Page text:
It wasn’t long ago when I was just another voice in the crowd decrying the announcement of yet another remake, let alone the remake of Sam Raimi’s classic THE EVIL DEAD. Throw in news of Diablo Cody coming in to do rewrites on the script and I was having nightmares of a script full of hackneyed teen speak- in short, things were not stacking up in favor of Fede Alvarez’s EVIL DEAD. Then the first red band trailer came out and every single one of my reservations melted away in an instant and I was instantly pumped for the film. Now fast forwarding further now that I’ve had a chance to see the film I am beyond happy to say that I love this movie. I sat in my chair squirming in horror at some incredible practical gore effects in what is easily the hardest R rated movies to come out of Hollywood maybe ever. From beginning to end even while I squirmed in my seat EVIL DEAD had me grinning from ear to ear.
Now I will make my confession- I cannot say that I was madly in love with Raimi’s original film. Before you furious close the window I will clarify that I do really like it, but it hasn’t aged well for me specifically. There’s a lot I really dig about it and it grows on me a little more every time I watch it. That being said I cannot speak to how well the remake will hold up through the test if time, but I wanted to watch it again the second it was over. It is faithful to the original while offering something all its own to take it to the next level.
EVIL DEAD takes the tired five people at a secluded cabin and doesn’t really turn it on its head so much as it accepts what it is and exaggerates everything you already expect. This time instead of five friends on a happy-go-lucky getaway it turns things a little darker by giving them a purpose to be there- their friend Mia (Jane Levy) is quitting drugs cold turkey and don’t want her to be able to leave when things get tough. So naturally her friends and brother, David (Shiloh Fernandez), expect that she will go through hardcore withdrawal and will say or do anything to get them to leave. When they discover a mysterious book in the basement, curiosity leads one of the friends to read a few fateful words that unleash evil that possesses Mia and her behavior the friends write off as side effects from drug withdrawal- until it becomes obvious something darker has taken hold and it may be too late to reverse their fate.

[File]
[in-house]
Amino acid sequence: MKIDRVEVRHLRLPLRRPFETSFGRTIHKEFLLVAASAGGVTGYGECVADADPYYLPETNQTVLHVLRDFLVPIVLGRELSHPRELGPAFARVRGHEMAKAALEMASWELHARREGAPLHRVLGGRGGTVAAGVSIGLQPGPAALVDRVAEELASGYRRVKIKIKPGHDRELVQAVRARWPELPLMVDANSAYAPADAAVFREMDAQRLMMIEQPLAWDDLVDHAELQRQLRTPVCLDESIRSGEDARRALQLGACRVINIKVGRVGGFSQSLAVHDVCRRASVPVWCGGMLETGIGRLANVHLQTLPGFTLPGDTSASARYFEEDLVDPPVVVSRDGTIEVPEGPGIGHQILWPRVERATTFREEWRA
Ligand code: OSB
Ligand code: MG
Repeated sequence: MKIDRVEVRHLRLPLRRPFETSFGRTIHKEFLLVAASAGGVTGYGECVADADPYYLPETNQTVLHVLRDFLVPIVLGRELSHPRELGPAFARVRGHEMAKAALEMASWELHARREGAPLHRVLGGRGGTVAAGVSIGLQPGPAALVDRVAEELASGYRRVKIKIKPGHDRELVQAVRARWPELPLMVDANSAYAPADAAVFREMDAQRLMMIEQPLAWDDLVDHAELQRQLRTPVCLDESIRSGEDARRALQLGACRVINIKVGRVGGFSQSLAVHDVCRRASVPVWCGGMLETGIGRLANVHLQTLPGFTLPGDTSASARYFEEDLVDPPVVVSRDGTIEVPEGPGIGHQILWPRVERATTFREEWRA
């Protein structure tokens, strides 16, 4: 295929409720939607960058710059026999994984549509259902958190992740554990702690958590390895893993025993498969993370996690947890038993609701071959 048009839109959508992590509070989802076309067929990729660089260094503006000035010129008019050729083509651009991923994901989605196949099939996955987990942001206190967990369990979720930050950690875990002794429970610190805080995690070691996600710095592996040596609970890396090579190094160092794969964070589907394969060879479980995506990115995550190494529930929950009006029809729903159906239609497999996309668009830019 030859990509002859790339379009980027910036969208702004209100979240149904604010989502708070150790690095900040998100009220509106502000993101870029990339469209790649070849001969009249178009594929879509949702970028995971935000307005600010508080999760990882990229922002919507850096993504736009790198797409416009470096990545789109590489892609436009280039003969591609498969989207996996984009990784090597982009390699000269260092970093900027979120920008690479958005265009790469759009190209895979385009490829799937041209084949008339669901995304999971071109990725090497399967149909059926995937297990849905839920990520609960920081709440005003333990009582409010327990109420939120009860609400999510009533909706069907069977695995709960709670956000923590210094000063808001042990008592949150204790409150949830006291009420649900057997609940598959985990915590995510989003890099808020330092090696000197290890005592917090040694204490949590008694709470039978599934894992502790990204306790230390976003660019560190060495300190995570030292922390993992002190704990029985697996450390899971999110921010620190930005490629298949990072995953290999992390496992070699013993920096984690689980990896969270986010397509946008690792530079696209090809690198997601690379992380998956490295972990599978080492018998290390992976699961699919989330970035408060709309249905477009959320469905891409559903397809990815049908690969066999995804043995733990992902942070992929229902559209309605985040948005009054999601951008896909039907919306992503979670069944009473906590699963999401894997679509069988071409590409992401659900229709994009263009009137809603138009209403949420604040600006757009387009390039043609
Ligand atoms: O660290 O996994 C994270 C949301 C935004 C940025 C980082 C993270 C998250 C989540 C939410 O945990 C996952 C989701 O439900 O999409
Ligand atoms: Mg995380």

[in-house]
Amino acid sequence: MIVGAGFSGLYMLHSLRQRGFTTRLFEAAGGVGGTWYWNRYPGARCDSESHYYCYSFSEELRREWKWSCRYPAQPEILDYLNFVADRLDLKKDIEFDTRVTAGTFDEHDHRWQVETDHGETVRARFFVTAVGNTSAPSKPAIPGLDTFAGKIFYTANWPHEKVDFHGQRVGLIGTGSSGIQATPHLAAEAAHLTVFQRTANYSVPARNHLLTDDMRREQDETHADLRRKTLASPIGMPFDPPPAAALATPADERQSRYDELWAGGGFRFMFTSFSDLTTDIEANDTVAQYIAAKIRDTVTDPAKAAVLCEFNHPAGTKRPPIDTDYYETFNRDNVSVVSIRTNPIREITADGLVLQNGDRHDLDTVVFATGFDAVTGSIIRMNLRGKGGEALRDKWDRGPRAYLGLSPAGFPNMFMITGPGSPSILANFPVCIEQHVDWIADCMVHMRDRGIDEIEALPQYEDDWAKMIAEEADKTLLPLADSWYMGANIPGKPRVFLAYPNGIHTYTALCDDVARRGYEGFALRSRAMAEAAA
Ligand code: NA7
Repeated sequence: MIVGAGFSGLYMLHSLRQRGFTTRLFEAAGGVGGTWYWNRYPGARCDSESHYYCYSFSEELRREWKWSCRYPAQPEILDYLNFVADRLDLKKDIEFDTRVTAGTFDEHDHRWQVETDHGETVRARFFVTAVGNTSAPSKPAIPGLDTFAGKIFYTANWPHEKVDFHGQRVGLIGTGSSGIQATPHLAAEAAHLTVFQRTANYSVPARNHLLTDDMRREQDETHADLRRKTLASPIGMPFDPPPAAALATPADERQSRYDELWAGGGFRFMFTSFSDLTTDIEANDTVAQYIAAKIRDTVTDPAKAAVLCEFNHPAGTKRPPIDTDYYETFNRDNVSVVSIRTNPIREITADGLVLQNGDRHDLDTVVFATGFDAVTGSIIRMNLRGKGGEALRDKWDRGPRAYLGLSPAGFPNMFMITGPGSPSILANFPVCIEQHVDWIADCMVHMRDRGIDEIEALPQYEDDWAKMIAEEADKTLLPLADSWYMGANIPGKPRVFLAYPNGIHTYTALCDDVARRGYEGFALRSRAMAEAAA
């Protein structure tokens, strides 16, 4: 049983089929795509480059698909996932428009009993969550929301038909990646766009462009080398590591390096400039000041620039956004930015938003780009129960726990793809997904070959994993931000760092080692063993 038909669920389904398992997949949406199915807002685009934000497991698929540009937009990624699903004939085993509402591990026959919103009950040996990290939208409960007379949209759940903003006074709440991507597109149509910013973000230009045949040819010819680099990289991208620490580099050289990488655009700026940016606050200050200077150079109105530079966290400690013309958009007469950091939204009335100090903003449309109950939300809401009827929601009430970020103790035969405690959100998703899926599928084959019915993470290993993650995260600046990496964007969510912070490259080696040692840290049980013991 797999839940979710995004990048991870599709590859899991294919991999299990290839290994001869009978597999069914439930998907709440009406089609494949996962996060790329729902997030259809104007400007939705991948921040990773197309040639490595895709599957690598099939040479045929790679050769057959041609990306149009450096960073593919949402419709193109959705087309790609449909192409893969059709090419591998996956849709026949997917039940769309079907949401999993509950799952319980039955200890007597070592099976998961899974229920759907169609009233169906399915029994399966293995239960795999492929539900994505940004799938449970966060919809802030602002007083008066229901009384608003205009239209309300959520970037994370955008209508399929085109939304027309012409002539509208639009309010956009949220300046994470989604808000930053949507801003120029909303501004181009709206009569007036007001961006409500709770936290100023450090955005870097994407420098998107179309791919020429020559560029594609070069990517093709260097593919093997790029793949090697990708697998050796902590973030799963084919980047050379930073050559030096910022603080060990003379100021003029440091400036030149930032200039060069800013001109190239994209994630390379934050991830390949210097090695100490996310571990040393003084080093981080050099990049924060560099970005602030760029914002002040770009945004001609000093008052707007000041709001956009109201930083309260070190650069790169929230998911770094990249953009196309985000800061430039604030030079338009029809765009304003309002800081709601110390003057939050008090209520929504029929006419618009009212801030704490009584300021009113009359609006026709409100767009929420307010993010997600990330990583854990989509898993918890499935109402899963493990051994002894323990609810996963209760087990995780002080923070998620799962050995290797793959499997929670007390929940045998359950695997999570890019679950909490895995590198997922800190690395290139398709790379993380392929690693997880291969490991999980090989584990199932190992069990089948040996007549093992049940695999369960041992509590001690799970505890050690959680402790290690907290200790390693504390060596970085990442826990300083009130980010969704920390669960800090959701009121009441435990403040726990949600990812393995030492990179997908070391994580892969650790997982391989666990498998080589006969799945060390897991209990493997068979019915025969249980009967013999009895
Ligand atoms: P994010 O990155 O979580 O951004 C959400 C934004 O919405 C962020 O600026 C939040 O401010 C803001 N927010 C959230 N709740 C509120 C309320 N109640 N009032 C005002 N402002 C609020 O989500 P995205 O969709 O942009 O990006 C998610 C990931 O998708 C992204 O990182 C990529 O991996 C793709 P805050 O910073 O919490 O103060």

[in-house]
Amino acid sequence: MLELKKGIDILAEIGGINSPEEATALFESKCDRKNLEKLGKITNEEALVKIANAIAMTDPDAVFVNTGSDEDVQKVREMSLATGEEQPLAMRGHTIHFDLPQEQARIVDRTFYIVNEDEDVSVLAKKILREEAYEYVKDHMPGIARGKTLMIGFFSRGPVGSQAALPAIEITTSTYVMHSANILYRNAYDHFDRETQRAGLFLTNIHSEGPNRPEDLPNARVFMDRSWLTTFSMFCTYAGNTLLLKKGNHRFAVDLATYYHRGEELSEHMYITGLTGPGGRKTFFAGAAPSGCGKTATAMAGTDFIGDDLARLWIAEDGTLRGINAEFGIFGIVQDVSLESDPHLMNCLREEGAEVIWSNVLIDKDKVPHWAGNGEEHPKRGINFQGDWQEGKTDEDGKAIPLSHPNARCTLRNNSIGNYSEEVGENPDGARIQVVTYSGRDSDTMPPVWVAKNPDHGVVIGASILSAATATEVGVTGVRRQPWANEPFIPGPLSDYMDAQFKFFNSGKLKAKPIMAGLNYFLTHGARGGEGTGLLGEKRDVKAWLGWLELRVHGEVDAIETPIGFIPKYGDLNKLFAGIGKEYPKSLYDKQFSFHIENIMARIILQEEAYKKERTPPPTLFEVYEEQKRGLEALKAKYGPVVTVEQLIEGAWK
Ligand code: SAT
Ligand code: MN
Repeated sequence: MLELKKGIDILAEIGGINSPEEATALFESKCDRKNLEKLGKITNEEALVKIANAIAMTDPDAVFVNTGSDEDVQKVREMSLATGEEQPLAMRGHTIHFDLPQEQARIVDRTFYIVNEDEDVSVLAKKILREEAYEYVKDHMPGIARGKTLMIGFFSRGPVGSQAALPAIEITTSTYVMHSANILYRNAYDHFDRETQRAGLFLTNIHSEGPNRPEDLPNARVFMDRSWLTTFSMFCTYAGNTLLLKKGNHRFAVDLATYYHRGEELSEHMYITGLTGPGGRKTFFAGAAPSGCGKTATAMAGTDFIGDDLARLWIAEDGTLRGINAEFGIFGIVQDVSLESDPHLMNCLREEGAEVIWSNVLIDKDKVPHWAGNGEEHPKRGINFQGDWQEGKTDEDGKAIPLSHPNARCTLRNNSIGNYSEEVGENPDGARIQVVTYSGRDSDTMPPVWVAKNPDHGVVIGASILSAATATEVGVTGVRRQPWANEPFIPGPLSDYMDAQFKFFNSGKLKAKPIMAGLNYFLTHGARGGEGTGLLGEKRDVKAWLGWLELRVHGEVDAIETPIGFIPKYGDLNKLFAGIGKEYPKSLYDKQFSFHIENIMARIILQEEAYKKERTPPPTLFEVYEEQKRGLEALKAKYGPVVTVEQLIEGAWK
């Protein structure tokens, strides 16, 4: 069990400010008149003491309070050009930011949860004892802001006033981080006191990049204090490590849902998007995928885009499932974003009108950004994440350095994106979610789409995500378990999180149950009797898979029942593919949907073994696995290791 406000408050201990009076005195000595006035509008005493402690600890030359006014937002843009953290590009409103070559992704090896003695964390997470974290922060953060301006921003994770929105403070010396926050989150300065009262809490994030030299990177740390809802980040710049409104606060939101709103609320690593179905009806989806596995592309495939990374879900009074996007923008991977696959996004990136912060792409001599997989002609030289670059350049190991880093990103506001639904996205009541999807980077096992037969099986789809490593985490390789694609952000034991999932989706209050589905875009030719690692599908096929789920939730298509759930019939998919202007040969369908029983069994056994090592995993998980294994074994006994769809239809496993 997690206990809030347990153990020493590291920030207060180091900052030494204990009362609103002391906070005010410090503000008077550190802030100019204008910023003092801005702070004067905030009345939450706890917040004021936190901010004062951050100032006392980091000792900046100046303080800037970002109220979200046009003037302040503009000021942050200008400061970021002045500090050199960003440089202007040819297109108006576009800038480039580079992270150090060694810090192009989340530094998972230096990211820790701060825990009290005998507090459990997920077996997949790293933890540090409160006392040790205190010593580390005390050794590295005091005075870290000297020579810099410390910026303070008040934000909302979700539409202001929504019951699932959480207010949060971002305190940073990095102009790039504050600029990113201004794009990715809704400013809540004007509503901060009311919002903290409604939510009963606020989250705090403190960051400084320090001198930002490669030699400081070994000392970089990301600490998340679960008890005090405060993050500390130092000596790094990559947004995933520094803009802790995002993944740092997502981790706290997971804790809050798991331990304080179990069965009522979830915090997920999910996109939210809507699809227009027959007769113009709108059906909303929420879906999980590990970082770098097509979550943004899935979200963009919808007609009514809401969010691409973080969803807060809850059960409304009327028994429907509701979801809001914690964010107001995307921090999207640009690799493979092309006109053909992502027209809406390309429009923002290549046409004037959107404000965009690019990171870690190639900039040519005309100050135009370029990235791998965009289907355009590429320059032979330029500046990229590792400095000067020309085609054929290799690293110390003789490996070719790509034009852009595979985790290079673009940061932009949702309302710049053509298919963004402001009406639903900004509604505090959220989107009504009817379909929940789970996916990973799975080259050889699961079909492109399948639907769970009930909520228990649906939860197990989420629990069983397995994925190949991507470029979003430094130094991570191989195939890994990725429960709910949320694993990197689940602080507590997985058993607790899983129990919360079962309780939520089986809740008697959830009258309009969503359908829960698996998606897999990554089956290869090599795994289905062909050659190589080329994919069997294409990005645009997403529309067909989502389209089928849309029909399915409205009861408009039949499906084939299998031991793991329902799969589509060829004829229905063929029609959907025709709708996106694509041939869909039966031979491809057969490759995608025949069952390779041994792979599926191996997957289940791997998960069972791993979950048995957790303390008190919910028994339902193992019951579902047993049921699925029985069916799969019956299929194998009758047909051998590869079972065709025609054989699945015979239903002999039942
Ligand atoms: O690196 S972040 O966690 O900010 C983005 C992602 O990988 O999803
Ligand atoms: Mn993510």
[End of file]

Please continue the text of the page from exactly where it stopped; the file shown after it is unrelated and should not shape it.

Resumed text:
It was hard to gauge the audience reaction to a lot of the things going on in this film. There was plenty of scattered laughter throughout and not always at obvious moments of comedic relief- and trust me, with the amount of f***ed up stuff in this, you NEED the comedic relief. Alvarez embraces everything silly about the set up as does the original, but takes everything to a mostly hilariously enjoyable fashion. The bad decisions, the over-the-top gore and plethora of Raimi-esque camerawork are magnified and displayed perfectly. However, everything that’s dark and disturbing about this are frighteningly so. Some lines might make you giggle, but the logistics of what’s happening or what Mia’s possessed mind is saying are far more terrifying than the initial reaction might be. Essentially this is an immensely enjoyable mixture of cheesy B-horror and darkly serious horror.